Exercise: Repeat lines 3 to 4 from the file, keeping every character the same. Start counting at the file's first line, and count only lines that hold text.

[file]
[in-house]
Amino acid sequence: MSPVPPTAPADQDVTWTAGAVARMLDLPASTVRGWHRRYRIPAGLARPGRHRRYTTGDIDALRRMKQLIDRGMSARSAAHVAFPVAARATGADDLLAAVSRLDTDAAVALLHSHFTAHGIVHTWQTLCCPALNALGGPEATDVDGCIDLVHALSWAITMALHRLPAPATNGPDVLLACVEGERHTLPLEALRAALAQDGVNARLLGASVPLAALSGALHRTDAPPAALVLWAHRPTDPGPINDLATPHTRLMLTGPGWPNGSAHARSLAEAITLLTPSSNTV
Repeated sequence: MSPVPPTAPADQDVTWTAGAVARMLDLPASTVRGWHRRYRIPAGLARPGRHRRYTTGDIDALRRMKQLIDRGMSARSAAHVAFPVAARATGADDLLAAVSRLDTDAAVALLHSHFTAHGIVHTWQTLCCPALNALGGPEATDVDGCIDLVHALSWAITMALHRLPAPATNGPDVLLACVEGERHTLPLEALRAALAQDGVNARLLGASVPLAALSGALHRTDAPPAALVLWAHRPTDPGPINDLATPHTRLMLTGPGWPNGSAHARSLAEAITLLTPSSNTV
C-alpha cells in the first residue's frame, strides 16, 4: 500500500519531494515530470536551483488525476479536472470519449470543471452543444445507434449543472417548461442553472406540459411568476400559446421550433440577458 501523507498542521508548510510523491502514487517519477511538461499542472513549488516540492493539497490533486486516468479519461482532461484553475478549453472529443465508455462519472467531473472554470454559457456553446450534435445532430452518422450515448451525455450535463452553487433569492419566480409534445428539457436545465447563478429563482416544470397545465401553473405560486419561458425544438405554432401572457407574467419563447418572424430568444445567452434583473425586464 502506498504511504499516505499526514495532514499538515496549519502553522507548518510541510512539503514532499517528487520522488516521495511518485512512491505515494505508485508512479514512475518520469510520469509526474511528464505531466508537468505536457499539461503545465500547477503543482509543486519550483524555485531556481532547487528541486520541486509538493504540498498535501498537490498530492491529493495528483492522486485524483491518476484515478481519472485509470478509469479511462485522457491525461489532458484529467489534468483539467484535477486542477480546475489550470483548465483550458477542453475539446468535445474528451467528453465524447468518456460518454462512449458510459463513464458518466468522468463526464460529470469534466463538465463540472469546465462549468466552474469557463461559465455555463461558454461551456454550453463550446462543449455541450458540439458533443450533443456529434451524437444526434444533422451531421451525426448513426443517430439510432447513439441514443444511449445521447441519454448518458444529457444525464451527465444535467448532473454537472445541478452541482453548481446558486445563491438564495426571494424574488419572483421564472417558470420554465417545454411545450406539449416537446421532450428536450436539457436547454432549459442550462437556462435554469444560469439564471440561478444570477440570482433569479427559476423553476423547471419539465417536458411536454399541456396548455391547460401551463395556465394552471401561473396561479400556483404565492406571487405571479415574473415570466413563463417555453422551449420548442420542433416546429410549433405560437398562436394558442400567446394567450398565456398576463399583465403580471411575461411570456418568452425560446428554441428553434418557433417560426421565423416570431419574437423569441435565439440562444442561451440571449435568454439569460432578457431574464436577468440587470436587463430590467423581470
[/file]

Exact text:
Repeated sequence: MSPVPPTAPADQDVTWTAGAVARMLDLPASTVRGWHRRYRIPAGLARPGRHRRYTTGDIDALRRMKQLIDRGMSARSAAHVAFPVAARATGADDLLAAVSRLDTDAAVALLHSHFTAHGIVHTWQTLCCPALNALGGPEATDVDGCIDLVHALSWAITMALHRLPAPATNGPDVLLACVEGERHTLPLEALRAALAQDGVNARLLGASVPLAALSGALHRTDAPPAALVLWAHRPTDPGPINDLATPHTRLMLTGPGWPNGSAHARSLAEAITLLTPSSNTV
C-alpha cells in the first residue's frame, strides 16, 4: 500500500519531494515530470536551483488525476479536472470519449470543471452543444445507434449543472417548461442553472406540459411568476400559446421550433440577458 501523507498542521508548510510523491502514487517519477511538461499542472513549488516540492493539497490533486486516468479519461482532461484553475478549453472529443465508455462519472467531473472554470454559457456553446450534435445532430452518422450515448451525455450535463452553487433569492419566480409534445428539457436545465447563478429563482416544470397545465401553473405560486419561458425544438405554432401572457407574467419563447418572424430568444445567452434583473425586464 502506498504511504499516505499526514495532514499538515496549519502553522507548518510541510512539503514532499517528487520522488516521495511518485512512491505515494505508485508512479514512475518520469510520469509526474511528464505531466508537468505536457499539461503545465500547477503543482509543486519550483524555485531556481532547487528541486520541486509538493504540498498535501498537490498530492491529493495528483492522486485524483491518476484515478481519472485509470478509469479511462485522457491525461489532458484529467489534468483539467484535477486542477480546475489550470483548465483550458477542453475539446468535445474528451467528453465524447468518456460518454462512449458510459463513464458518466468522468463526464460529470469534466463538465463540472469546465462549468466552474469557463461559465455555463461558454461551456454550453463550446462543449455541450458540439458533443450533443456529434451524437444526434444533422451531421451525426448513426443517430439510432447513439441514443444511449445521447441519454448518458444529457444525464451527465444535467448532473454537472445541478452541482453548481446558486445563491438564495426571494424574488419572483421564472417558470420554465417545454411545450406539449416537446421532450428536450436539457436547454432549459442550462437556462435554469444560469439564471440561478444570477440570482433569479427559476423553476423547471419539465417536458411536454399541456396548455391547460401551463395556465394552471401561473396561479400556483404565492406571487405571479415574473415570466413563463417555453422551449420548442420542433416546429410549433405560437398562436394558442400567446394567450398565456398576463399583465403580471411575461411570456418568452425560446428554441428553434418557433417560426421565423416570431419574437423569441435565439440562444442561451440571449435568454439569460432578457431574464436577468440587470436587463430590467423581470